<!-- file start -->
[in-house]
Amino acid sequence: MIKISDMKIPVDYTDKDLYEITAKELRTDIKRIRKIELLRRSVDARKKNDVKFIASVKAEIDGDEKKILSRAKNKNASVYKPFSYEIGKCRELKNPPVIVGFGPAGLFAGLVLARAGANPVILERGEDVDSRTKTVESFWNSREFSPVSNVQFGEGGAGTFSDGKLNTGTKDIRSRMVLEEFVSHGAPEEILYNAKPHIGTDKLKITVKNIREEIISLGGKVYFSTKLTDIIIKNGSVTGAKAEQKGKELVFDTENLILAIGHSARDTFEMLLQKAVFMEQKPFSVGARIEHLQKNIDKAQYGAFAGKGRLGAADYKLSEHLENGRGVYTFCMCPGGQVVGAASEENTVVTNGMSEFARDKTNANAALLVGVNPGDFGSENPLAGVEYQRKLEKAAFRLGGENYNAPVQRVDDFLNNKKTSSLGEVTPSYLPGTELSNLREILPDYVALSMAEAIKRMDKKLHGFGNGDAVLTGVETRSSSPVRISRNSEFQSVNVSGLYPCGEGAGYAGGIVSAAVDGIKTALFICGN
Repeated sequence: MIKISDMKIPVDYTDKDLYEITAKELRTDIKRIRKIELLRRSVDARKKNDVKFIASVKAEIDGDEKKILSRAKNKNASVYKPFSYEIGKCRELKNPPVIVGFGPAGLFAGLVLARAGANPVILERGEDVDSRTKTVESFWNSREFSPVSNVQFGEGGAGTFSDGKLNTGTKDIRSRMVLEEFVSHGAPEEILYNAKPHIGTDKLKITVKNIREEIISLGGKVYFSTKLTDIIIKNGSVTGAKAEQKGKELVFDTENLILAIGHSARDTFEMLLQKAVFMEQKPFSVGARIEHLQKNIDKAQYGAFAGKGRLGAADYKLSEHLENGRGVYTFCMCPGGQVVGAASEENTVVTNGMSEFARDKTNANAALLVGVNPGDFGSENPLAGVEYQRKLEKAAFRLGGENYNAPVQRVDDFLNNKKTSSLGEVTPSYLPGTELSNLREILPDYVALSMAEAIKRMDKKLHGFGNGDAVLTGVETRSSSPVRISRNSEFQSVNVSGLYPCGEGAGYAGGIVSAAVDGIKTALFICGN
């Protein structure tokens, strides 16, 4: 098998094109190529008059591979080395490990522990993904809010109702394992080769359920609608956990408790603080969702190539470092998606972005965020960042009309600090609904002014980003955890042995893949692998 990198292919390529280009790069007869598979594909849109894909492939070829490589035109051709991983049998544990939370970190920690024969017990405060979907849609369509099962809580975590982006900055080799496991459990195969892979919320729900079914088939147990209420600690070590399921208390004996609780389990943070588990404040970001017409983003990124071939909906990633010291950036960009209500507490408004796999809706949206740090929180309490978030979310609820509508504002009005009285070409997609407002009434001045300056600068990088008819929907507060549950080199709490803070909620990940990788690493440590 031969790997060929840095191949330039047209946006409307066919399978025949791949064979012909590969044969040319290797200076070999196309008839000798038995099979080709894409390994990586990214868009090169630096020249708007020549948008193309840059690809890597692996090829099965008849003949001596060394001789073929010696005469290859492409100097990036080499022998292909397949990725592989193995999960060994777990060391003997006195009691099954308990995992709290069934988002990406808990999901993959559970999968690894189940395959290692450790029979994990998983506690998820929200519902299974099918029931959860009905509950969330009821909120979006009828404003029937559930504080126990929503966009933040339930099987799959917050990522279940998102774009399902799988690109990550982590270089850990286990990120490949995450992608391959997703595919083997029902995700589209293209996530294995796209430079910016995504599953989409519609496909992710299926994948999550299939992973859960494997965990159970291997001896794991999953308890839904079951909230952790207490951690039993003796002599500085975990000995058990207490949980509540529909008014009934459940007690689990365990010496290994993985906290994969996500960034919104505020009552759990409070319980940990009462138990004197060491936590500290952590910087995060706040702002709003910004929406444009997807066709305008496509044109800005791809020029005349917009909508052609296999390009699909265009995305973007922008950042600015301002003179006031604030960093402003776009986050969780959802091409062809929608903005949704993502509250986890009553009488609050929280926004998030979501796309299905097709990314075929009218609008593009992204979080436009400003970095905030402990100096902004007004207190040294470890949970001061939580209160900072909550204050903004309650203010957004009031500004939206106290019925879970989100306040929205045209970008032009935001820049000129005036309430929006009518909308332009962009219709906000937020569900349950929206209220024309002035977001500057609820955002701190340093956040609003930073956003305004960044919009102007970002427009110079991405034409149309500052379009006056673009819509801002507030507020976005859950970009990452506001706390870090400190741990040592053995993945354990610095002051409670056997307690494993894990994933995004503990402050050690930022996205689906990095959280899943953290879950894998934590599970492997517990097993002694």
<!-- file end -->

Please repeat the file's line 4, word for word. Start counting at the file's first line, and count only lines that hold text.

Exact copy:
């Protein structure tokens, strides 16, 4: 098998094109190529008059591979080395490990522990993904809010109702394992080769359920609608956990408790603080969702190539470092998606972005965020960042009309600090609904002014980003955890042995893949692998 990198292919390529280009790069007869598979594909849109894909492939070829490589035109051709991983049998544990939370970190920690024969017990405060979907849609369509099962809580975590982006900055080799496991459990195969892979919320729900079914088939147990209420600690070590399921208390004996609780389990943070588990404040970001017409983003990124071939909906990633010291950036960009209500507490408004796999809706949206740090929180309490978030979310609820509508504002009005009285070409997609407002009434001045300056600068990088008819929907507060549950080199709490803070909620990940990788690493440590 031969790997060929840095191949330039047209946006409307066919399978025949791949064979012909590969044969040319290797200076070999196309008839000798038995099979080709894409390994990586990214868009090169630096020249708007020549948008193309840059690809890597692996090829099965008849003949001596060394001789073929010696005469290859492409100097990036080499022998292909397949990725592989193995999960060994777990060391003997006195009691099954308990995992709290069934988002990406808990999901993959559970999968690894189940395959290692450790029979994990998983506690998820929200519902299974099918029931959860009905509950969330009821909120979006009828404003029937559930504080126990929503966009933040339930099987799959917050990522279940998102774009399902799988690109990550982590270089850990286990990120490949995450992608391959997703595919083997029902995700589209293209996530294995796209430079910016995504599953989409519609496909992710299926994948999550299939992973859960494997965990159970291997001896794991999953308890839904079951909230952790207490951690039993003796002599500085975990000995058990207490949980509540529909008014009934459940007690689990365990010496290994993985906290994969996500960034919104505020009552759990409070319980940990009462138990004197060491936590500290952590910087995060706040702002709003910004929406444009997807066709305008496509044109800005791809020029005349917009909508052609296999390009699909265009995305973007922008950042600015301002003179006031604030960093402003776009986050969780959802091409062809929608903005949704993502509250986890009553009488609050929280926004998030979501796309299905097709990314075929009218609008593009992204979080436009400003970095905030402990100096902004007004207190040294470890949970001061939580209160900072909550204050903004309650203010957004009031500004939206106290019925879970989100306040929205045209970008032009935001820049000129005036309430929006009518909308332009962009219709906000937020569900349950929206209220024309002035977001500057609820955002701190340093956040609003930073956003305004960044919009102007970002427009110079991405034409149309500052379009006056673009819509801002507030507020976005859950970009990452506001706390870090400190741990040592053995993945354990610095002051409670056997307690494993894990994933995004503990402050050690930022996205689906990095959280899943953290879950894998934590599970492997517990097993002694």